Friday, April 20, 2018
Business

Amazon Fire is cool, it's got 3D, but ...

The Fire phone that Amazon.com began shipping last week is an impressive debut with several cool features. It's a handsome, functional phone that works well with the company's growing array of online services, especially if you're an Amazon's Prime member. Still, its signature features are so far more novelty than transformative.

The 4G LTE phone has a 4.7-inch, 720p display with a 13 megapixel camera and a generous 32 gigabytes of storage in the base model. The Fire starts at $650, or $199 with a two-year contract with AT&T, which for now is the phone's exclusive carrier. A 64-gigabyte version is $749, or $299 on contract.

The Fire phone works especially well with the $99 Fire TV wireless device that Amazon began selling in April. You can select and launch a Prime streaming video on the phone, then tap the screen to have it play on TV. Then the phone can be used to peruse annotations, such as actor biographies. You can also jump to the point where a particular song plays in a movie and, naturally, order the soundtrack from Amazon.

Where the Fire distinguishes itself is with its motion-sensing interface and use of 3D effects. To surface menus, or additional commands for what's on screen, you rotate the phone to the right or left. Menu "cards" then slide out from the side. Other phones such as BlackBerries have similar cards summoned with a finger flick, which also works on the Fire. I found myself mostly using flicks.

The Fire's standout feature are 3D screen savers that give you the illusion of depth. When you move the phone around, the display moves with your gaze. But party tricks will only take you so far. After less than a week of trying two different models, I grew tired of 3D touches that Amazon used elsewhere on the phone. The screen savers are great. The icons on the Fire's home screen that tilt from side to side are fine. But when menu text tilts to show off a shadow effect on the lettering, it just looks blurry.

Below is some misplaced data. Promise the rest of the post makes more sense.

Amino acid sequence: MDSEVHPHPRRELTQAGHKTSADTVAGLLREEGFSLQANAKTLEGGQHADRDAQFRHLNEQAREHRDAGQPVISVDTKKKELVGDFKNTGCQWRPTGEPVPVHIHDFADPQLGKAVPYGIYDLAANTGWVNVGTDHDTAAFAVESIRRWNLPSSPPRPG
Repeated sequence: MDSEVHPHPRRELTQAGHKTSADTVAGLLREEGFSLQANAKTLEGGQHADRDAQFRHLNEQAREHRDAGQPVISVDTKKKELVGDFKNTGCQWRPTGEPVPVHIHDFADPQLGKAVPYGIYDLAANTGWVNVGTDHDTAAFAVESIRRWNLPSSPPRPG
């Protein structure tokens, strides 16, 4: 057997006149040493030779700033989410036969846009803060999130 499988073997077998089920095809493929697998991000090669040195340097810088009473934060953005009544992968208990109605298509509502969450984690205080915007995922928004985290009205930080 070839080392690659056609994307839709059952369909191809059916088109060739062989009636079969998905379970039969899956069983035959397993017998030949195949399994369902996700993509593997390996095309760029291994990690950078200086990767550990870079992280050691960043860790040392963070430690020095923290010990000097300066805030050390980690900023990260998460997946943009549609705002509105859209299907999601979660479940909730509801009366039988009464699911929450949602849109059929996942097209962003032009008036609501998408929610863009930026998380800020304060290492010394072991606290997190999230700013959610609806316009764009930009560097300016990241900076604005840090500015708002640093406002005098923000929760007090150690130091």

Shopping is a key feature of the Fire phone. Pressing and holding a shutter button on the case launches an app called Firefly that scans and recognizes many products. It can also identify music that's playing or shows on a TV set. If the product is recognized, you can immediately order it from Amazon. Either way the scans remain on a shopping list in the app.

Testing Firefly inside stores, the app often failed because the wireless signal wasn't good enough. When scanning packaged foods, it frequently misread the specific label.

The Fire also has a voice-recognition system similar to Apple's Siri and Microsoft's Cortana. In several tests it worked surprisingly well, except when I tried to send myself a text message and it thought my name was Briard Ugly. I won't hold that against the Fire — that was almost as fun as showing off the 3D screen savers.

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